DOBES Archive

two friends
Two friends (one of them being the chief's son) were very successful warriors and therefore highly respected tribal members. Both died on an expedition undertaken to show their appreciation to their fellow-villagers. The two young men were killed by those who took revenge on them for those who they had killed. After the friends' death they returned home. There they came to realize that they got killed. Then, everything the departed have not made use of (food, water, tabacco, life time, things the dead left undone) their fellow-villagers asked of their spirits to distribute among them so they can utilize/take care of it. The two friends were so sad about the fact that they're dead (they found life evry enjoyable) they decided to attempt to return back to life again. Then they started out for their destination, the Earthmaker's lodge. In order to get there they had to pass through four ghost/spirit villages. There they had to prove their strong will and resist tempation (as desiring to stay at one of the places or dancing along with the ghost villagers who tried everything to prevent them from succeeding). The friends eventually got to their destination and Earthmaker offered them to choose the place where they wanted to live (on earth or in one of the ghost/spirit villages they passed through). They chose to be born again into their former families and clans so they could lead the same life again. This they did. The main theme is the showing of devotion and love to the friend; the secondary theme is the attempt to return back to life again.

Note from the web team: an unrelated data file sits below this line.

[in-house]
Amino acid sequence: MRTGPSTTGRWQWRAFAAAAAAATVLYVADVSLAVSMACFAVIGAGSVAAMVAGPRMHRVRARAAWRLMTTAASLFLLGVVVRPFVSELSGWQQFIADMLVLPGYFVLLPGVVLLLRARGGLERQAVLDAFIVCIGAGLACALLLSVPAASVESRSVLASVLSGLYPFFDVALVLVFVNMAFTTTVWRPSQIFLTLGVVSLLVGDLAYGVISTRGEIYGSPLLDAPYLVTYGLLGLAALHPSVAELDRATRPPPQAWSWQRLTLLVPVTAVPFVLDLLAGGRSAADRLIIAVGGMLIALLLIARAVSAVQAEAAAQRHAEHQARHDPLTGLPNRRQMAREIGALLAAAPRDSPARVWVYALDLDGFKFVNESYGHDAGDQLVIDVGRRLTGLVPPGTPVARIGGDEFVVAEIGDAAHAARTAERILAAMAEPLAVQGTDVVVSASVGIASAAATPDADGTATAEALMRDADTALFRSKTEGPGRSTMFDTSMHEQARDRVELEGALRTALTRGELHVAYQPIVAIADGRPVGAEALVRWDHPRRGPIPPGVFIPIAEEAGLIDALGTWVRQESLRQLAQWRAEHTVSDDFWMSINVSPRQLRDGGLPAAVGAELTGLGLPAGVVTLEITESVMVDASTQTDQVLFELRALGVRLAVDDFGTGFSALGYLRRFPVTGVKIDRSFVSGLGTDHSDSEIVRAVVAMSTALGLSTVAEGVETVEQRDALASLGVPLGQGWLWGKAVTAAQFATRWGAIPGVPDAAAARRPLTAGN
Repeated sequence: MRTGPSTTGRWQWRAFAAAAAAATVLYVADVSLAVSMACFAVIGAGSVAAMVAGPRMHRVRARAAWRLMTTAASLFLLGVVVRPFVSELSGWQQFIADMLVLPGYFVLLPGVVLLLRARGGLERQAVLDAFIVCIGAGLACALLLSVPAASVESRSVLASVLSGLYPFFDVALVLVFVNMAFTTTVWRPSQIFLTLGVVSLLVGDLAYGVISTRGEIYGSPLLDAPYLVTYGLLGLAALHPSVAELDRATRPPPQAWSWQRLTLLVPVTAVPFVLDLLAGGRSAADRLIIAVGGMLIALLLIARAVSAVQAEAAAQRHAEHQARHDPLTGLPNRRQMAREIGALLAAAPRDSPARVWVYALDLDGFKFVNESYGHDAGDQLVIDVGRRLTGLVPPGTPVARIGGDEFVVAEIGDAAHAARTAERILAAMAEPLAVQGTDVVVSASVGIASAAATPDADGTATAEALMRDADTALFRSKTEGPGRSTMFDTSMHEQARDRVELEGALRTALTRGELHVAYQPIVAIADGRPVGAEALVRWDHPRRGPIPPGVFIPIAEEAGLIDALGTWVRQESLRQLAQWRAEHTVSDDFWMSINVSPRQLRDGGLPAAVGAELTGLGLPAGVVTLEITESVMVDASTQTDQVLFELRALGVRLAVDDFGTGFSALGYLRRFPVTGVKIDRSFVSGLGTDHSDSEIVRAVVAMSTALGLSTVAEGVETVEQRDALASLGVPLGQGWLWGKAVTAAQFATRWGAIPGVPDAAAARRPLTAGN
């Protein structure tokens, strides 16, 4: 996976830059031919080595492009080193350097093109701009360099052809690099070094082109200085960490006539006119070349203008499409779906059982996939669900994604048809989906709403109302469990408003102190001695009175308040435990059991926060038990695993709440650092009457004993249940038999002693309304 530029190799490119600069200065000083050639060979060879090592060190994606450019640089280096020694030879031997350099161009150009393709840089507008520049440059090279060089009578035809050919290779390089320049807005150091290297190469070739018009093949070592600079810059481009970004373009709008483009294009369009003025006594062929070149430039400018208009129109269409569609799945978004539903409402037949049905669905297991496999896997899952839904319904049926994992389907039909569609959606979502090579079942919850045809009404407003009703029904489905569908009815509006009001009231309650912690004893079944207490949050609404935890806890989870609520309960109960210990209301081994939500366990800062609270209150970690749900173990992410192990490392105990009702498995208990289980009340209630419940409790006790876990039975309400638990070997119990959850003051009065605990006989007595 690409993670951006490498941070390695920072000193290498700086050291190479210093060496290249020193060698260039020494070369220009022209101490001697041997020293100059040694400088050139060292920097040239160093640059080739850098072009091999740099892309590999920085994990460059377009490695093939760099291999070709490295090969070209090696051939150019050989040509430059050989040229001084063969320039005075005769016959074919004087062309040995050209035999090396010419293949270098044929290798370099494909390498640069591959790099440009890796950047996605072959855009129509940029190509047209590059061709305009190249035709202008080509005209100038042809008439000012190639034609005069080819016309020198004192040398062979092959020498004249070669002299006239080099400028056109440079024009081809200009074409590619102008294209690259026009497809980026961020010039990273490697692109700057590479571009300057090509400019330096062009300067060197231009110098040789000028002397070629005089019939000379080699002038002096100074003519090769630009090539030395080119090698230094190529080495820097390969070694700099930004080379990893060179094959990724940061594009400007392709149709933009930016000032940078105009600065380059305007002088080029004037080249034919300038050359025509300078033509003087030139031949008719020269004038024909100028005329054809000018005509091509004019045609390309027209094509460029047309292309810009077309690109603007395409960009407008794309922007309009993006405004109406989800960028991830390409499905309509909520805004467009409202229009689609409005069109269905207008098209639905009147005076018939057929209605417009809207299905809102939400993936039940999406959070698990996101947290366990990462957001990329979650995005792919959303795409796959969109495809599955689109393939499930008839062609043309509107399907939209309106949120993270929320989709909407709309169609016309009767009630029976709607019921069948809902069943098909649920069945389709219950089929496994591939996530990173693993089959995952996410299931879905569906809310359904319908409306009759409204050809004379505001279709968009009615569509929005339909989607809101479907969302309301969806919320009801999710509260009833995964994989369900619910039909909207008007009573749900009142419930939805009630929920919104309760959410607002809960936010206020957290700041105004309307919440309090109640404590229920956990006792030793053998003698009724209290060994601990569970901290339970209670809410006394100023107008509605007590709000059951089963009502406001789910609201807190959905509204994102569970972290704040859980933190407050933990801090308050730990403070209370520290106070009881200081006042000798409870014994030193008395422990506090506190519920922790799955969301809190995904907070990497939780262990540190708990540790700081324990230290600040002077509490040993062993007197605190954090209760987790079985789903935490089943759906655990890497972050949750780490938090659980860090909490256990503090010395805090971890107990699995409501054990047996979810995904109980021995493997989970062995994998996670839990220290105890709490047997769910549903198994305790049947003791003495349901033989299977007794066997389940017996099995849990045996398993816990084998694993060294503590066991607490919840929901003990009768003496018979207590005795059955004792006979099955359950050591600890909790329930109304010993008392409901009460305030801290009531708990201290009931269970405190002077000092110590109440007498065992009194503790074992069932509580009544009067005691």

Wagisga, a young man whose beloved wife had died went to the spiritland to bring her back (to life). To accomplish this he had to succeed in several tests imposed on him by ghosts (in the land of the dead). He was helped by eight attendents (they call him grandson) who gave him mental support and appealed to the Earthmaker to help the young man. Wagisga proved to be strong in will and finally took his wife home (back into life). The myth portrays the emergence of initiative and faith in succeeding in his (or anybody's) enterprise. According to PR this myth was used to encourage fasters (it tells much about fasting experience) before it was adopted as the origin myth of the Ghost dance. The sent. 193-207 did not belong to the original text but owe their inclusion to this fact. Sent. 15-23 give the traditional literary description of a person about to die. Numerous tales and myths contain this description in almost exact wording (prob. standardized generations ago).